Jump to content
Blake Clements

How To Install an Aladdin XT Plus 2 Modchip in a 1.6 Xbox

Recommended Posts

I took a 1.6 board I have laying around and decided to do a speed-mod. I paid no attention to quality of solder joints, length of wires, or anything else that a more experienced technician might look at. I did it as quickly and as shoddy as I could, so I could show results similar to what the average Joe may expect. I'm not trying to talk it down. THIS WORKS, and that is what matters and that's what this guide is for. 

1. Insert the pinheader. Hold it with one finger against the board and flip it over. Solder 1 pin on the bottom side in place. Make sure your finger is not touching this pin on the other side. Let it cool, and then look to solder the opposite corner (diagonally). Don't let your finger touch that pin this time, and solder it in place. Now you can stop pressing on the opposite side with your finger, and just solder all of the rest of the pins in place. (A MUCH better way than using your finger, is to add a drop of super glue between the plastic holding the pins, and the board. Don't let it touch the metal or it will cook away in a very eye-irritating vapor.)

LPC Pinheader

 

 

 

 

 

 

 

 

2. Now we're going to attach the wires to rebuild the lpc. On the top is the guide you should use. On the bottom is the demo job I did, and yours should look similar or better. You'll notice on the bottom picture, the LFrame/D0 wire is soldered to a pad you don't see anywhere else. The guide tells you to solder it to the chip, and the chip has a pad for it. That's not necessary. Just solder it to the pad I show you. That pad is ground, and grounding LFrame/D0 causes the Xbox to boot from LPC instead of the onboard rom. Doing this allows you to take the chip off at will for hotswapping/flashing other chips. (The dark colorations in the bottom pic are not burns. I use rosin-core solder. I usually clean it off to look nicer, but in this case I was trying to demonstrate a real-world normal job someone might do.)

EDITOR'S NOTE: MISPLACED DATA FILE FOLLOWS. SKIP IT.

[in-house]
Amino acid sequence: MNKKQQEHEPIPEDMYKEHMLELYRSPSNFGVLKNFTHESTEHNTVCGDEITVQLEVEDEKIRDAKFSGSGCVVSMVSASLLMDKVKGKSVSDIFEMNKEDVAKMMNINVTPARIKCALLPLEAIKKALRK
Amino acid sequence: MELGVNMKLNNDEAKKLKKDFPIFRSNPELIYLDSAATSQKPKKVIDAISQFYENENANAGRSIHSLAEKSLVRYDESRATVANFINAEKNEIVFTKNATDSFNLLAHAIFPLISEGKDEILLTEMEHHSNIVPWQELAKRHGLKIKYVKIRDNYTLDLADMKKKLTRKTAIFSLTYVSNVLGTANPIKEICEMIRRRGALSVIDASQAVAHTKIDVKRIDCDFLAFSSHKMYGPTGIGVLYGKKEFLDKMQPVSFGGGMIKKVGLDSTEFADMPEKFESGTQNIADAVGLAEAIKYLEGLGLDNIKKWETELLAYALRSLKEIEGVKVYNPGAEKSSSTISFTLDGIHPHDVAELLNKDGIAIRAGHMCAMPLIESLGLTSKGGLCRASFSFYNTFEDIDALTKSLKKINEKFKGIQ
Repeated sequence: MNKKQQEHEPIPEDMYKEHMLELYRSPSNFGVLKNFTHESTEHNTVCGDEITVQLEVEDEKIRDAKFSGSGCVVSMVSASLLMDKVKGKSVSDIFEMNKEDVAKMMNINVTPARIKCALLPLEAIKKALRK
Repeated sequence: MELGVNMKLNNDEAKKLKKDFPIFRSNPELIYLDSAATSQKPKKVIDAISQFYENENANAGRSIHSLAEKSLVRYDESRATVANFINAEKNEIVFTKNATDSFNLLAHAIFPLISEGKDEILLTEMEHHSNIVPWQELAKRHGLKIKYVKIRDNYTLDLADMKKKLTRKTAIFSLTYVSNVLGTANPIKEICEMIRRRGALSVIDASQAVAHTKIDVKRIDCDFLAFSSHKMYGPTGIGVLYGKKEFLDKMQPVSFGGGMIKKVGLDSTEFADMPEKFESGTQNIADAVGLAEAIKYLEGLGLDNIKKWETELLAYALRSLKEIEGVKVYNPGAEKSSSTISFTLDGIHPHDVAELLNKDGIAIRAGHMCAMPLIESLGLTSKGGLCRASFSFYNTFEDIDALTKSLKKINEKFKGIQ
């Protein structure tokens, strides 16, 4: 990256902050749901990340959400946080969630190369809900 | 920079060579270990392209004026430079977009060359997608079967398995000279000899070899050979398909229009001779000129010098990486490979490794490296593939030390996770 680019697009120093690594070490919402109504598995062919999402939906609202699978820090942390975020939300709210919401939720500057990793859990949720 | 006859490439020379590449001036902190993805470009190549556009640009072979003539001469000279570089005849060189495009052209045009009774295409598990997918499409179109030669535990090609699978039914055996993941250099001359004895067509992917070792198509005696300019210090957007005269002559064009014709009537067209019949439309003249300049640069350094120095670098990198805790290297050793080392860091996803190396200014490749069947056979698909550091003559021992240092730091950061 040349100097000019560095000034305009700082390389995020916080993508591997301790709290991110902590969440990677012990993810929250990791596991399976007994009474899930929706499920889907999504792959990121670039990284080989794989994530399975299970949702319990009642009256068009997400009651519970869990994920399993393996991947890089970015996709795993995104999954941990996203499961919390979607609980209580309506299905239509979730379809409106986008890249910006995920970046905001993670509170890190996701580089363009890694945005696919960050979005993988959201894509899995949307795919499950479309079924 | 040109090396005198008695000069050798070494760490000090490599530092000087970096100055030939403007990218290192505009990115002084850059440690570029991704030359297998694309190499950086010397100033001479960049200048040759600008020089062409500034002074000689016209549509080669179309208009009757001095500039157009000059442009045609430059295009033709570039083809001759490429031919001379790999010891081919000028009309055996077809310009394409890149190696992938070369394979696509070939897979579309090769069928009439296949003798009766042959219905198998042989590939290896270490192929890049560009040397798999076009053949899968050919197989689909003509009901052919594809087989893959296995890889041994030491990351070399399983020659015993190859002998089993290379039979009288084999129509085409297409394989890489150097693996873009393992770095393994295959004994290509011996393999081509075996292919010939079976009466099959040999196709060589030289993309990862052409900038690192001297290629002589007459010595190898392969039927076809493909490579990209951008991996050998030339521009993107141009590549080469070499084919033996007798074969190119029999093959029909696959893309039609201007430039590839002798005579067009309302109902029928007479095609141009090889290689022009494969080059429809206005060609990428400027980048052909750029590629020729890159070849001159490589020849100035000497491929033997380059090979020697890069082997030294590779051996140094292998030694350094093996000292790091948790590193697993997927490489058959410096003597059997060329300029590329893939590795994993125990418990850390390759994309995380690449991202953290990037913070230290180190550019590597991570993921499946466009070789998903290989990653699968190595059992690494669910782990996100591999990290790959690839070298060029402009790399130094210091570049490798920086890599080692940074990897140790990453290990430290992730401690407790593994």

LPC Rebuild Guide 


 

 

 

 

 

2_2.thumb.jpg.1f28c20e671926241d345fcd6b6c48fd.jpg

 

 

 

 

 

 

 

 

 

 

 

3. Now it's time to get the Aladdin ready to go in. It has features built in for xbox live, which no longer exists for the original Xbox... so we need to defeat those features. Solder the BT pad on the Aladdin to the pad shown. This will enable the chip as soon as power is pressed.

Aladdin BT Ground

 

 

 

 

 

 

 

 

 

 

 

 

4. Now you're ready to fit your chip and test it out. It mounts on the pinheader like this:

Chip Fitted

Share this post


Link to post
Share on other sites
glitchd    1

I have an aladdin chip that the pad for BT ripped off. Theoretically, couldnt I just bridge the pins together with a small blob of solder since they are right next to each other on the Lattice chip itself?

  • Like 1

Share this post


Link to post
Share on other sites
glitchd    1

Also, in the first picture at the top of the page that shows the pin header in the lpc, there isnt a pin missing. I was under the impression that a pin had to be remove?

Share this post


Link to post
Share on other sites
9 hours ago, glitchd said:

Also, in the first picture at the top of the page that shows the pin header in the lpc, there isnt a pin missing. I was under the impression that a pin had to be remove?

No. On a 1.6, you don't need to remove a pin.

Share this post


Link to post
Share on other sites
9 hours ago, glitchd said:

I have an aladdin chip that the pad for BT ripped off. Theoretically, couldnt I just bridge the pins together with a small blob of solder since they are right next to each other on the Lattice chip itself?

In that case yes. Good luck. Those pins are tiny. 

Share this post


Link to post
Share on other sites
T2Steve    12
On 2017-04-28 at 9:11 PM, glitchd said:

I have an aladdin chip that the pad for BT ripped off. Theoretically, couldnt I just bridge the pins together with a small blob of solder since they are right next to each other on the Lattice chip itself?

you could scrape some of the masking off the trace and tag that instead

 

  • Like 1

Share this post


Link to post
Share on other sites
T2Steve    12

worked this all goddamned night and i still haven't got the LPC quite right.. tomorrow will remove D0 and see if it stops FRAG

Share this post


Link to post
Share on other sites
glitchd    1
On 5/1/2017 at 1:31 PM, T2Steve said:

you could scrape some of the masking off the trace and tag that instead

 

That's exactly what I did. Worked imperfectly

Share this post


Link to post
Share on other sites
MrMajst3r    1

I always remove 6th pin of the pinheader for 1.6 Xboxes. They have 5V active in standby. If you leave this pin, Aladdin's LED will light all the time when console is plugged in. I think it's annoying.